During World War II, Bayara and Kristina ended up in Germany as “house servants” to one of Kristina’s long-established brothers. Their living nightmares would gradually come to an end. In December 1952, with US help, Bayara arrived in New York, where she received a stipend to continue her education in the graduate program of her choice. In 1953, her choice fell on Harvard’s Department of Slavic Languages and Literatures with world-renowned luminaries Roman Jakobson and Mikhail Karpovich.  Kristina and Bayara were re-united in 1954, and permanently in 1956 thanks to the efforts of then Sen. John F. Kennedy. Mother and daughter rejoiced as Bayara defended her PhD dissertation titled “Linguistic and Stylistic Problems of Word Order in Modern Russian” in 1958 with Jakobson as her main advisor. The department invited her to remain, and therefore Bayara Aroutunova became a tenured senior lecturer for 30 productive years teaching impeccable Russian Stylistics, Advanced Russian and Literature in Russian until her retirement in 1987. A great asset to the department with her superb vibrant intelligence, stupendous Russian, articulated in her beautiful voice and intonation, fine training, dedicated teaching, vivacious genial personality and superior elegance, Bayara prepared many of the lucky best American specialists in Russian language and literature.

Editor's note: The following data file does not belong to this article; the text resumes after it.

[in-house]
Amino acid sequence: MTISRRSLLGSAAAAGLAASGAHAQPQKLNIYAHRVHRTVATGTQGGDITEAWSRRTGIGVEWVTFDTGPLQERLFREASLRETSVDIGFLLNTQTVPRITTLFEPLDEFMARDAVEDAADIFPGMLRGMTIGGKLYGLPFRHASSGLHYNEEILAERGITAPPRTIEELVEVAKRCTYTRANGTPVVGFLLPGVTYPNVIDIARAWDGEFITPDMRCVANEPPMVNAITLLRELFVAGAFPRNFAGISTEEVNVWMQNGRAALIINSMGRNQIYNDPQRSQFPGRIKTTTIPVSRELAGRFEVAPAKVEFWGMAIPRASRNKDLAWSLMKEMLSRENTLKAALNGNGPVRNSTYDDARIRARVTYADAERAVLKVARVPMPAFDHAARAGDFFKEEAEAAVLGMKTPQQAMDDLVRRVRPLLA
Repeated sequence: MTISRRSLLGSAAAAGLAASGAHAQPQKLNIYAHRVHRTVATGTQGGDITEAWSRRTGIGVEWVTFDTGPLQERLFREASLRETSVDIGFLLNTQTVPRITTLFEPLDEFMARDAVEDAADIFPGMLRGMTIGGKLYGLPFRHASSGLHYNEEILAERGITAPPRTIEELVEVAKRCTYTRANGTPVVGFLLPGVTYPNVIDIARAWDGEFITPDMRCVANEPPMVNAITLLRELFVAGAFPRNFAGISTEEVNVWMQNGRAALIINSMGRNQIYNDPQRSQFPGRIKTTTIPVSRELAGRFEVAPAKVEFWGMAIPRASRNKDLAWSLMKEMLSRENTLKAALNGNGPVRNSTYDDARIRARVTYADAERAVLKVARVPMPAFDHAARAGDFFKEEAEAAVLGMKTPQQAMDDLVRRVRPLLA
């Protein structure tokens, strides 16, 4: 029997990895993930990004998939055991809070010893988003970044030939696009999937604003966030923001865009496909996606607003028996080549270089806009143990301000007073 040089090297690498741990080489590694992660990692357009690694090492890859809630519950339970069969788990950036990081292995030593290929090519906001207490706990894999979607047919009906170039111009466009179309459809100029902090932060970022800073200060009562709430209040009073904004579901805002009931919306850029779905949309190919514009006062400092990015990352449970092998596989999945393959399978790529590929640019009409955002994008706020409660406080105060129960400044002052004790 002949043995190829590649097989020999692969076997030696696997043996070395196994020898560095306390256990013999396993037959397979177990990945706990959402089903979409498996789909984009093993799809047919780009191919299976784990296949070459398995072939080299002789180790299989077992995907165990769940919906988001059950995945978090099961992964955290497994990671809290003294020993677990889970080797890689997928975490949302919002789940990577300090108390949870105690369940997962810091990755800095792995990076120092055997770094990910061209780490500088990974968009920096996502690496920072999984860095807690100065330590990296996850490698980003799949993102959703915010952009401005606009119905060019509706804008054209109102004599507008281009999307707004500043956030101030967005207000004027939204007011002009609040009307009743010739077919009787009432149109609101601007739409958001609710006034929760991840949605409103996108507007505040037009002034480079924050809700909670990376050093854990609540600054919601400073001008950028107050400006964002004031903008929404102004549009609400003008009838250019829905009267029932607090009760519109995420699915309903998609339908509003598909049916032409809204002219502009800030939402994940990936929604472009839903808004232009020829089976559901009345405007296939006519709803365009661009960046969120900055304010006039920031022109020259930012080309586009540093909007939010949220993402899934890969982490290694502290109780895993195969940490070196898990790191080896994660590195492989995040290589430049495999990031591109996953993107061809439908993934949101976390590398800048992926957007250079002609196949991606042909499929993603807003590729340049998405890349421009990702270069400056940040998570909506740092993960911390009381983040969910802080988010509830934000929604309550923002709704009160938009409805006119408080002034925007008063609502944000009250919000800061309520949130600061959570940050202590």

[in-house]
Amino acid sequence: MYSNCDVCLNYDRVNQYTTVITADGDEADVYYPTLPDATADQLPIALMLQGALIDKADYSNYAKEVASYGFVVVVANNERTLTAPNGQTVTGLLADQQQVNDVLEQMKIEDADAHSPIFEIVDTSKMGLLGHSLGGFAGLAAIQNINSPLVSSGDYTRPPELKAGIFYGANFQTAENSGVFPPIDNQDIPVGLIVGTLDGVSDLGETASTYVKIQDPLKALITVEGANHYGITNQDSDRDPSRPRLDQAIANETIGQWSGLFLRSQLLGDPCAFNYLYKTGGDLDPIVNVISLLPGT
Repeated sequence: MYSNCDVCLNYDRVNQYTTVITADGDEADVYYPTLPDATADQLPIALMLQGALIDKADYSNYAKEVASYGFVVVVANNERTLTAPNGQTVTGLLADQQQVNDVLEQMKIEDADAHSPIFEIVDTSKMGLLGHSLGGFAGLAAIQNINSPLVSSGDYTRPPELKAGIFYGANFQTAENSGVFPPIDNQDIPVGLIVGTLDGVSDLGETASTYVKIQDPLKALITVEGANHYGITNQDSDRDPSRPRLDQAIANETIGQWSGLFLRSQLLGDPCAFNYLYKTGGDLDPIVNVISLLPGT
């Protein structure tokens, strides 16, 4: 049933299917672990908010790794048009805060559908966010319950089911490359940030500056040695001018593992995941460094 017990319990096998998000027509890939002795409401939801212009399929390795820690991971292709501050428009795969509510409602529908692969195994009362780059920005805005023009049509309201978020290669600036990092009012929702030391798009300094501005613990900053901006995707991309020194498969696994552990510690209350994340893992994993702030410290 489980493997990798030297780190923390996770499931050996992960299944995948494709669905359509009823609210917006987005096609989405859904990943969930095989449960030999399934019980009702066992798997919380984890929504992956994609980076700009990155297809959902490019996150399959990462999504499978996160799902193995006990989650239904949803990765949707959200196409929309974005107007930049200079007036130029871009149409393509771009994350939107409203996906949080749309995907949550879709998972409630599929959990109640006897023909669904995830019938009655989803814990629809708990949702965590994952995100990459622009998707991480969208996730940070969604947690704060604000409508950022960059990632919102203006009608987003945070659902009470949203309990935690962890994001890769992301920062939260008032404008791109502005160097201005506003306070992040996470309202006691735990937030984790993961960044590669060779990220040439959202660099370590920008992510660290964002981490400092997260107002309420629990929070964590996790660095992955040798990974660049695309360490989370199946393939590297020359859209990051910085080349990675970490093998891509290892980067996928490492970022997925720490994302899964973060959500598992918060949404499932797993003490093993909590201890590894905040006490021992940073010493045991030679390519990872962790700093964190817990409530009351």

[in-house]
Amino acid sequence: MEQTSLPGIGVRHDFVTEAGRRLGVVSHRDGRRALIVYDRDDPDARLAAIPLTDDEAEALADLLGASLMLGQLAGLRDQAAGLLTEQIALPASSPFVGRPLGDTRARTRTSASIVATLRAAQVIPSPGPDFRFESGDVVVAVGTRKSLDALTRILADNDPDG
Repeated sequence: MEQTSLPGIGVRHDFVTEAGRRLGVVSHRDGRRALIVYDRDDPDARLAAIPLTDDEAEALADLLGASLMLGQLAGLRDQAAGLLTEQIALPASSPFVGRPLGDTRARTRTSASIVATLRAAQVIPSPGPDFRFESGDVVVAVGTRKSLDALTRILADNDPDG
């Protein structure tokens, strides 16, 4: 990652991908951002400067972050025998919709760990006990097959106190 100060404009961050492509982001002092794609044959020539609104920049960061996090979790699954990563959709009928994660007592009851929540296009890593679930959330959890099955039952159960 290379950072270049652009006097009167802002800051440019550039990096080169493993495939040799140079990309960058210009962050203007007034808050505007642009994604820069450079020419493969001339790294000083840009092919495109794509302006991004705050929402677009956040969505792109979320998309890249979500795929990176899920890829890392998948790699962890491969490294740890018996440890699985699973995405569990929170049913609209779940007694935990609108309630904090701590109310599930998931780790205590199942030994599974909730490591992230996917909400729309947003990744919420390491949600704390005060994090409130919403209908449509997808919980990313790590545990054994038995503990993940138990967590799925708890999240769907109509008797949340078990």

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Finding Love Again

Bayara and Victor Manusevitch fell in love at the Slavic Department where he was studying Russian literature and was continuing toward his PhD.

However, the multitalented Manusevitch already was an accomplished violinist in the Boston Symphony Orchestra under Serge Koussevitzky. He and Bayara had much in common, they loved hospitality, enjoyed many illustrious friends, music, literature, art. Together they purchased their Belmont home, enjoyed their life of concerts, art, socializing with many friends, built their own summer place in Stockbridge, (Bayara made corrections to their architect’s vision, so the amazed architect asked if he could use her ideas; she agreed but rejected payment), near the BSO summer home in Lenox, Tanglewood.

In his youth in Leningrad Victor had met the Russian poet Anna Akhmatova at a friend’s gathering. They had sat chatting on a sofa, but Victor told me he now wished he had asked certain questions. As a scholar, Bayara researched in the Vatican archives and in cities of Europe, but never returned to visit the Soviet Union that had shattered her life, depriving her of a happy youth and her adored father and much-lamented first husband Georgii Gaevsky.